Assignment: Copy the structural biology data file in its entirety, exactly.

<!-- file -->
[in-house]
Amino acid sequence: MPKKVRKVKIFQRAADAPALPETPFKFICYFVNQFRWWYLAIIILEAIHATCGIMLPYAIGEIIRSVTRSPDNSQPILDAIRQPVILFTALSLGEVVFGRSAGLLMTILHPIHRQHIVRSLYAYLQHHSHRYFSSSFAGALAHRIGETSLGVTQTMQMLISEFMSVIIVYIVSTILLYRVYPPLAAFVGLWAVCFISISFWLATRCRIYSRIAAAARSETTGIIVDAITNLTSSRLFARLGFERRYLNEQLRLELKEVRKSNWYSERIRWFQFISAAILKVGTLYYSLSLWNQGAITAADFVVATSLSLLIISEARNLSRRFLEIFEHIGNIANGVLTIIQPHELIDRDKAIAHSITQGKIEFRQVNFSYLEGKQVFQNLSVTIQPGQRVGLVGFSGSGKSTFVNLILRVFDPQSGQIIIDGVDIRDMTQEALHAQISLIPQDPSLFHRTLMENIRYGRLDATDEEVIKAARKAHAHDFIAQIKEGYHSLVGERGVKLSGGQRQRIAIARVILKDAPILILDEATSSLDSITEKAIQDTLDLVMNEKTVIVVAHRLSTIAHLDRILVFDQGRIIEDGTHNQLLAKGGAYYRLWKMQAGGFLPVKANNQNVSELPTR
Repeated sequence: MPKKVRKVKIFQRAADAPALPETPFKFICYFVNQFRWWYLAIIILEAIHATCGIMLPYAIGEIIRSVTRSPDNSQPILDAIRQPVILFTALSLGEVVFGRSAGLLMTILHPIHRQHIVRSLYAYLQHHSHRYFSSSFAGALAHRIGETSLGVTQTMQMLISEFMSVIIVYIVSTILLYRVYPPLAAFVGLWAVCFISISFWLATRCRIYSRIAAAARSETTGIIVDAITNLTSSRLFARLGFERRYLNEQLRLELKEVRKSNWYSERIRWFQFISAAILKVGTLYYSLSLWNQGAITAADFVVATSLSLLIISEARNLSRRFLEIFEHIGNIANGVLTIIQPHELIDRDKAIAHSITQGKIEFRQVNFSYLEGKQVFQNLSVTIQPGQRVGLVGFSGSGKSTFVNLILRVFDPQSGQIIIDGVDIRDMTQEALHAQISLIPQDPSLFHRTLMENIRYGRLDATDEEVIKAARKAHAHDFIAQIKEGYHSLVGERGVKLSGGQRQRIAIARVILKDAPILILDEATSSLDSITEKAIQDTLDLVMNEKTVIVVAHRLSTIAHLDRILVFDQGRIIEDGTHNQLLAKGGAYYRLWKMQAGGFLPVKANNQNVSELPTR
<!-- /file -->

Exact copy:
[in-house]
Amino acid sequence: MPKKVRKVKIFQRAADAPALPETPFKFICYFVNQFRWWYLAIIILEAIHATCGIMLPYAIGEIIRSVTRSPDNSQPILDAIRQPVILFTALSLGEVVFGRSAGLLMTILHPIHRQHIVRSLYAYLQHHSHRYFSSSFAGALAHRIGETSLGVTQTMQMLISEFMSVIIVYIVSTILLYRVYPPLAAFVGLWAVCFISISFWLATRCRIYSRIAAAARSETTGIIVDAITNLTSSRLFARLGFERRYLNEQLRLELKEVRKSNWYSERIRWFQFISAAILKVGTLYYSLSLWNQGAITAADFVVATSLSLLIISEARNLSRRFLEIFEHIGNIANGVLTIIQPHELIDRDKAIAHSITQGKIEFRQVNFSYLEGKQVFQNLSVTIQPGQRVGLVGFSGSGKSTFVNLILRVFDPQSGQIIIDGVDIRDMTQEALHAQISLIPQDPSLFHRTLMENIRYGRLDATDEEVIKAARKAHAHDFIAQIKEGYHSLVGERGVKLSGGQRQRIAIARVILKDAPILILDEATSSLDSITEKAIQDTLDLVMNEKTVIVVAHRLSTIAHLDRILVFDQGRIIEDGTHNQLLAKGGAYYRLWKMQAGGFLPVKANNQNVSELPTR
Repeated sequence: MPKKVRKVKIFQRAADAPALPETPFKFICYFVNQFRWWYLAIIILEAIHATCGIMLPYAIGEIIRSVTRSPDNSQPILDAIRQPVILFTALSLGEVVFGRSAGLLMTILHPIHRQHIVRSLYAYLQHHSHRYFSSSFAGALAHRIGETSLGVTQTMQMLISEFMSVIIVYIVSTILLYRVYPPLAAFVGLWAVCFISISFWLATRCRIYSRIAAAARSETTGIIVDAITNLTSSRLFARLGFERRYLNEQLRLELKEVRKSNWYSERIRWFQFISAAILKVGTLYYSLSLWNQGAITAADFVVATSLSLLIISEARNLSRRFLEIFEHIGNIANGVLTIIQPHELIDRDKAIAHSITQGKIEFRQVNFSYLEGKQVFQNLSVTIQPGQRVGLVGFSGSGKSTFVNLILRVFDPQSGQIIIDGVDIRDMTQEALHAQISLIPQDPSLFHRTLMENIRYGRLDATDEEVIKAARKAHAHDFIAQIKEGYHSLVGERGVKLSGGQRQRIAIARVILKDAPILILDEATSSLDSITEKAIQDTLDLVMNEKTVIVVAHRLSTIAHLDRILVFDQGRIIEDGTHNQLLAKGGAYYRLWKMQAGGFLPVKANNQNVSELPTR